On 8 August 2010, we went to Farringdon and visited a garden at Berry Cottage. That was then. Today we went to Farringdon and visited Berry Cottage again.
Of course that was after our usual Sunday roast at the Holly Bush and Mirinda’s Skype with Bob and Fiona AND a marathon two hour walk around Spreakley…which is the next village across.
There’s not a lot I can tell you about Spreakley except it is surrounded by some stunningly beautiful countryside and pretty boggy public footpaths. One thing I can definitely tell you is that we’re not likely to live there any time soon. Two of the houses we were admiring are estimated to be worth around £3,700,000…each. Nice to look at etc, etc.
I think Day-z loved it as well. She always loves a good ramble but one that lasts two hours is really going to be high up on her wish list.
And then, eventually, we headed for Berry Cottage. A lovely little garden…but you can read about it from four years ago on the link above because it hasn’t changed a lot. Here’s a flower though, which is different.
What I will write about is the building just a few doors down from Berry Cottage. It’s called Massey’s Folly and was built by the Reverend Thomas Hackett Massey. Looking back, I can’t believe that I didn’t write about the insane Reverend Massey following our last visit to Farringdon. He is totally the sort of person I love writing about.
For reasons known only to him, he decided that the tiny, sleepy, thatched and almost non-existent village of Farringdon needed a gigantic, Victorian monstrosity in the middle of it. And so he built (and I mean he actually built it, along with a brickie, a chippy and a labourer) a village hall that wouldn’t feel out of place in the middle of London. It took him 30 years and he didn’t manage to finish it before dying.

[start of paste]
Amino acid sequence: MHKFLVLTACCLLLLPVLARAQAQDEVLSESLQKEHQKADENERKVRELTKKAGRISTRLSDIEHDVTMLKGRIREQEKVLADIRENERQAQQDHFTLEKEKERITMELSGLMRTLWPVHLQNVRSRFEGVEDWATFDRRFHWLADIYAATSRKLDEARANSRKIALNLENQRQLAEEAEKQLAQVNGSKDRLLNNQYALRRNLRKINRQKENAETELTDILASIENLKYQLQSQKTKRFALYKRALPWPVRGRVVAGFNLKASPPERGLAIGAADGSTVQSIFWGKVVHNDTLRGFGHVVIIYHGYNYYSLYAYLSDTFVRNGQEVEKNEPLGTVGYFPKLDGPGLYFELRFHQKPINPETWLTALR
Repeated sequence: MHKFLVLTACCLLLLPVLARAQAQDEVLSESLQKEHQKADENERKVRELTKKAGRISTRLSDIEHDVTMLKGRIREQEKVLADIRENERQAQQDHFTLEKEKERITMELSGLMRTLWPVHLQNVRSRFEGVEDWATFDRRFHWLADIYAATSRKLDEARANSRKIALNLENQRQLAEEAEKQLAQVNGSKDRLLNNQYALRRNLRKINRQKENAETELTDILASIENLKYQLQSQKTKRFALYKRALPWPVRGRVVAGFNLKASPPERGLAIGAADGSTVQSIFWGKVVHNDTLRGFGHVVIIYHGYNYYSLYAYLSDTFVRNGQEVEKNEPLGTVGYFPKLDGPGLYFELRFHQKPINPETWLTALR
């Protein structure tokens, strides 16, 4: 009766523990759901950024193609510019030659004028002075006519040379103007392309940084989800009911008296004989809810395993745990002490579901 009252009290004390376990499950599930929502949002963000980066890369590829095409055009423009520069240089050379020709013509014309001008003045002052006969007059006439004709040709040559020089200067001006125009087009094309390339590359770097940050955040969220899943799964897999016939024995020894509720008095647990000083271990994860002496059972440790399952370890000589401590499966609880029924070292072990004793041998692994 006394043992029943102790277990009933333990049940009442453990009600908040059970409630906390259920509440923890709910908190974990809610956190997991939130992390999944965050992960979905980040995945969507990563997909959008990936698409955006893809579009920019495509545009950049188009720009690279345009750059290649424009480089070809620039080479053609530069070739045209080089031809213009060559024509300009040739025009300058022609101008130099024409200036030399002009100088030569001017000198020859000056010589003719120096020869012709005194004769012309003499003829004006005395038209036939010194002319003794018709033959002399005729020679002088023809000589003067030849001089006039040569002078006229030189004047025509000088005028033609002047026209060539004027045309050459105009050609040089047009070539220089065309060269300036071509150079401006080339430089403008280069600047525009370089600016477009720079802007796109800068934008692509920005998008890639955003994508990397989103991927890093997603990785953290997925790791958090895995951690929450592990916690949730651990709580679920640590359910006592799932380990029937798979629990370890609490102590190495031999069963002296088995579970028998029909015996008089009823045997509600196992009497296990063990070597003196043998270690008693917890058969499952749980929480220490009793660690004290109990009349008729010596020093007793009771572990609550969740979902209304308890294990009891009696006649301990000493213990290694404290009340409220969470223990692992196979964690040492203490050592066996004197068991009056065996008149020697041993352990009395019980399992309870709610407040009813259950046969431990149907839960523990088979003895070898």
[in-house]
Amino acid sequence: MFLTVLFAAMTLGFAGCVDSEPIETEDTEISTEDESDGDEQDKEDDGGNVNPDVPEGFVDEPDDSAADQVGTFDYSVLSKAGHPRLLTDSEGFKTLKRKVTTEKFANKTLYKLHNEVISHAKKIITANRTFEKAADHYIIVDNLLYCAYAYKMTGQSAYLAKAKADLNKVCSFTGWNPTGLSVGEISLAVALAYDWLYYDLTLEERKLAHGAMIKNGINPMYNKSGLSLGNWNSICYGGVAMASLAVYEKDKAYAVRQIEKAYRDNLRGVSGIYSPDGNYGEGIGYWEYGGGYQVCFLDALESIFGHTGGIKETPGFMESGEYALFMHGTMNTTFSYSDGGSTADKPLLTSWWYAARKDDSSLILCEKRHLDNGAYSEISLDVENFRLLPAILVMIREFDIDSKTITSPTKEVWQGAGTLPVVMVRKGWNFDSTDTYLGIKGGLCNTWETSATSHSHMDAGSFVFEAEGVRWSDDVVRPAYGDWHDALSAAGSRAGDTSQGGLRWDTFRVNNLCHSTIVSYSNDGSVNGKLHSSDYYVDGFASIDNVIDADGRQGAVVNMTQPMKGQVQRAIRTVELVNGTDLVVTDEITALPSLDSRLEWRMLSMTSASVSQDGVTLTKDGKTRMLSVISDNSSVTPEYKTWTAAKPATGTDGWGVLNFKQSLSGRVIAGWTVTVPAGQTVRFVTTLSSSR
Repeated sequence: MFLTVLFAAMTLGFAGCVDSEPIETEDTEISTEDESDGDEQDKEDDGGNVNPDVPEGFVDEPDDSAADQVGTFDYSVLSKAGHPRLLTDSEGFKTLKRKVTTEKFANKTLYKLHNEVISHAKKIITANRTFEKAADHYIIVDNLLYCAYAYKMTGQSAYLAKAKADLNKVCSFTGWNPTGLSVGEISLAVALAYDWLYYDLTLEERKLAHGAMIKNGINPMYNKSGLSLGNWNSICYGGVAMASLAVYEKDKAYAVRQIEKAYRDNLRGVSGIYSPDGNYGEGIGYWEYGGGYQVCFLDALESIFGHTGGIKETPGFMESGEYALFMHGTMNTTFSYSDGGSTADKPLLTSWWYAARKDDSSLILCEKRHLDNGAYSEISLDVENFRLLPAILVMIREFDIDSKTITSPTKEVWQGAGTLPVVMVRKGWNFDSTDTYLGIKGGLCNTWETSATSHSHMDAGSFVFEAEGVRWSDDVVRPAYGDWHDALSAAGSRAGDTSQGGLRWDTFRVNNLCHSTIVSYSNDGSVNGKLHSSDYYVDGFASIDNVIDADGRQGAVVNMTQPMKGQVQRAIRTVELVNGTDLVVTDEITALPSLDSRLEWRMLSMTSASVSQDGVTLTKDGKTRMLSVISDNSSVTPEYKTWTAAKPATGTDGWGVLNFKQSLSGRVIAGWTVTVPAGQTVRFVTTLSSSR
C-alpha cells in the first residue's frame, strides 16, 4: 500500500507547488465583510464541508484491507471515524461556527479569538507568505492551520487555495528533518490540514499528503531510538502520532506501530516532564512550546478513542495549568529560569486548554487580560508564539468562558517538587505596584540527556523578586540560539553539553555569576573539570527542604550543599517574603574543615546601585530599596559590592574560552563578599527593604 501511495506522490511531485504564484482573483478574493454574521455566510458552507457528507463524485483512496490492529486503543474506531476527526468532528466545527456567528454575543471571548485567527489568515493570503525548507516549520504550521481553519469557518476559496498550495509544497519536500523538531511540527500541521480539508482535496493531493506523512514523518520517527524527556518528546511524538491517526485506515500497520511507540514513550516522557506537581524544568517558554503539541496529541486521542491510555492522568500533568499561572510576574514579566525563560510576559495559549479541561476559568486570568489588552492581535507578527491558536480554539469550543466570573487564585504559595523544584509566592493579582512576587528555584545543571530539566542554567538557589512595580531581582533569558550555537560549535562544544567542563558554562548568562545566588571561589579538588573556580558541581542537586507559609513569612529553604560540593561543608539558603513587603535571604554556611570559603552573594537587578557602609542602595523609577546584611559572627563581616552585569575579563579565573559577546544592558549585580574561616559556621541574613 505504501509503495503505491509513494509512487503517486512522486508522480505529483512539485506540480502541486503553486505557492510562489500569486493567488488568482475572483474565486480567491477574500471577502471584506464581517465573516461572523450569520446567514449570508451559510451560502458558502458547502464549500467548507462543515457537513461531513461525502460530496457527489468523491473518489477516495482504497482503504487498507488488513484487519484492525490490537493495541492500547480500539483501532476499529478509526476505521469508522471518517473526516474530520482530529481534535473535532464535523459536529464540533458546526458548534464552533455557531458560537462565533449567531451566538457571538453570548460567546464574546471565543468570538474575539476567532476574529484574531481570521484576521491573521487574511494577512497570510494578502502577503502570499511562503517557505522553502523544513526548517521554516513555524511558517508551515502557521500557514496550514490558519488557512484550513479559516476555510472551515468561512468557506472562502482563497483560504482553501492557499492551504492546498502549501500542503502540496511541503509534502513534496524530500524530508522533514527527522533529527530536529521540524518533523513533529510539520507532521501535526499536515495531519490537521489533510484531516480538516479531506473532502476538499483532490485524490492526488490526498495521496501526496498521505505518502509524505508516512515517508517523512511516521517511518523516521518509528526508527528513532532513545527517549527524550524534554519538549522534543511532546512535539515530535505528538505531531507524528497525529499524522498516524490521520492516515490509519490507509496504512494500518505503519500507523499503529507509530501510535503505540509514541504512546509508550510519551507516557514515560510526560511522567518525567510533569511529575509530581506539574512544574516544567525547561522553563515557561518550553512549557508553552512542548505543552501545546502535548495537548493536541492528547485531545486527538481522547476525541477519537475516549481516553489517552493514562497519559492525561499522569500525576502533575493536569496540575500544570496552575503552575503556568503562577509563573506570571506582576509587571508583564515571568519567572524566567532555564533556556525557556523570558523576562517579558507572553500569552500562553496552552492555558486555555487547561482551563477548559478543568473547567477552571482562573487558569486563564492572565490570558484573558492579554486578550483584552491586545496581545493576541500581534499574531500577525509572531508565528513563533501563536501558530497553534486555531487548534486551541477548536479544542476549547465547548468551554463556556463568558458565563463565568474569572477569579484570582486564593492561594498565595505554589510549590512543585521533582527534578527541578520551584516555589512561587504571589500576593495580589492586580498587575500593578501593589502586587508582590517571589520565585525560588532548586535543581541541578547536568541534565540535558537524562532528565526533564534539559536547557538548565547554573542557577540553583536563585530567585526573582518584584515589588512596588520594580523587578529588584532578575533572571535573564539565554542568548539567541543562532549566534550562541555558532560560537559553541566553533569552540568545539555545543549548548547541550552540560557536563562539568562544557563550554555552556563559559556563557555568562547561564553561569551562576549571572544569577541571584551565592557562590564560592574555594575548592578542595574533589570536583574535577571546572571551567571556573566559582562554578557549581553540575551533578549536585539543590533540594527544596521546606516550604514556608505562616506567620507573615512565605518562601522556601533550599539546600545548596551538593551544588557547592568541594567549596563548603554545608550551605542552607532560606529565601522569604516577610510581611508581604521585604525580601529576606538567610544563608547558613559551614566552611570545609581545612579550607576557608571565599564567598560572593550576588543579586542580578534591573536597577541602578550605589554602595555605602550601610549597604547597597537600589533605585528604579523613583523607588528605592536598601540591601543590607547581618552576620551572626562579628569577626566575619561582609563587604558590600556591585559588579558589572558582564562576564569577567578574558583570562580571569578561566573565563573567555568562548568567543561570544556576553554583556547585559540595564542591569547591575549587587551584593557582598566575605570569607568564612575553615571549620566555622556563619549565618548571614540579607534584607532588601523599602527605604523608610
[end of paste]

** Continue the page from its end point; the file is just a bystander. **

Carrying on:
Actually, it had a lot more towers at one stage but he wasn’t happy and had them torn down again. He probably tore them down himself. It seems he was rarely satisfied with the design because he was always pulling bits down he didn’t like.
No-one knows why he built it and it was considered a bit of a white elephant for a while but it’s certainly cherished these days. So much so that it managed to get lottery funding after appearing on the BBC Restoration programme.
During his time as the local vicar (1857-1919) he wasn’t very good. Apparently he managed to whittle his congregation down to two people because his sermons were a bit offensive. And he wasn’t very keen on Methodists. He tried to buy all the houses in Farringdon so they couldn’t move there. Sounds like a total eccentric. He is buried in the churchyard and his grave is marked with a Celtic cross.
A wonderful quote from the marvellous Rev Massey, in answer to the local press when asked what the building would be used for:
It will be a tea room with a red globe on the Tower that will turn green when the tea is brewed.
An amazing eccentric if ever there was one. And a lovely, lovely day.